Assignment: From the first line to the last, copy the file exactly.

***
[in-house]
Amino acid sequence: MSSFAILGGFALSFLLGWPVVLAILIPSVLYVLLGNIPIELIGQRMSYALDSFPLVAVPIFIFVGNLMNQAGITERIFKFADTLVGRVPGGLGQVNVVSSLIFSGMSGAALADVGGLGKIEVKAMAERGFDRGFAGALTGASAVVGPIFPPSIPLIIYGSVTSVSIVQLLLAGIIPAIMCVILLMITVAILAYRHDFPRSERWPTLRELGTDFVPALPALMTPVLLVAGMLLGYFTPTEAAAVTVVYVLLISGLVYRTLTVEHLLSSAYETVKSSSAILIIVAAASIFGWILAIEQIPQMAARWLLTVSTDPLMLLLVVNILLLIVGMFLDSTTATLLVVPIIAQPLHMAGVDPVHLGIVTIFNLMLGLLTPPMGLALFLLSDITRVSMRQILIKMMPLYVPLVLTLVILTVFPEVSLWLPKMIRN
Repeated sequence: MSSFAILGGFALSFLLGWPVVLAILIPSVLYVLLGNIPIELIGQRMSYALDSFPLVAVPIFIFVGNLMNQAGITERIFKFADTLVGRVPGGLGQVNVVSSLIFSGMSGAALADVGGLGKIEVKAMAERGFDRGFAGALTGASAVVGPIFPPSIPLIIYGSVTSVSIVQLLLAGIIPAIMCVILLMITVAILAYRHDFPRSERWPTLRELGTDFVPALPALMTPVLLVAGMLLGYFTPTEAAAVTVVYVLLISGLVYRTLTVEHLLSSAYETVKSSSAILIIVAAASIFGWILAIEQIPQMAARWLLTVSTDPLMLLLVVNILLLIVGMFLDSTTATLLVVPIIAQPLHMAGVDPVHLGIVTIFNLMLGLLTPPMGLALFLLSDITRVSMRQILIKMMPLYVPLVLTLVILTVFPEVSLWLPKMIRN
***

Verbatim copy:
[in-house]
Amino acid sequence: MSSFAILGGFALSFLLGWPVVLAILIPSVLYVLLGNIPIELIGQRMSYALDSFPLVAVPIFIFVGNLMNQAGITERIFKFADTLVGRVPGGLGQVNVVSSLIFSGMSGAALADVGGLGKIEVKAMAERGFDRGFAGALTGASAVVGPIFPPSIPLIIYGSVTSVSIVQLLLAGIIPAIMCVILLMITVAILAYRHDFPRSERWPTLRELGTDFVPALPALMTPVLLVAGMLLGYFTPTEAAAVTVVYVLLISGLVYRTLTVEHLLSSAYETVKSSSAILIIVAAASIFGWILAIEQIPQMAARWLLTVSTDPLMLLLVVNILLLIVGMFLDSTTATLLVVPIIAQPLHMAGVDPVHLGIVTIFNLMLGLLTPPMGLALFLLSDITRVSMRQILIKMMPLYVPLVLTLVILTVFPEVSLWLPKMIRN
Repeated sequence: MSSFAILGGFALSFLLGWPVVLAILIPSVLYVLLGNIPIELIGQRMSYALDSFPLVAVPIFIFVGNLMNQAGITERIFKFADTLVGRVPGGLGQVNVVSSLIFSGMSGAALADVGGLGKIEVKAMAERGFDRGFAGALTGASAVVGPIFPPSIPLIIYGSVTSVSIVQLLLAGIIPAIMCVILLMITVAILAYRHDFPRSERWPTLRELGTDFVPALPALMTPVLLVAGMLLGYFTPTEAAAVTVVYVLLISGLVYRTLTVEHLLSSAYETVKSSSAILIIVAAASIFGWILAIEQIPQMAARWLLTVSTDPLMLLLVVNILLLIVGMFLDSTTATLLVVPIIAQPLHMAGVDPVHLGIVTIFNLMLGLLTPPMGLALFLLSDITRVSMRQILIKMMPLYVPLVLTLVILTVFPEVSLWLPKMIRN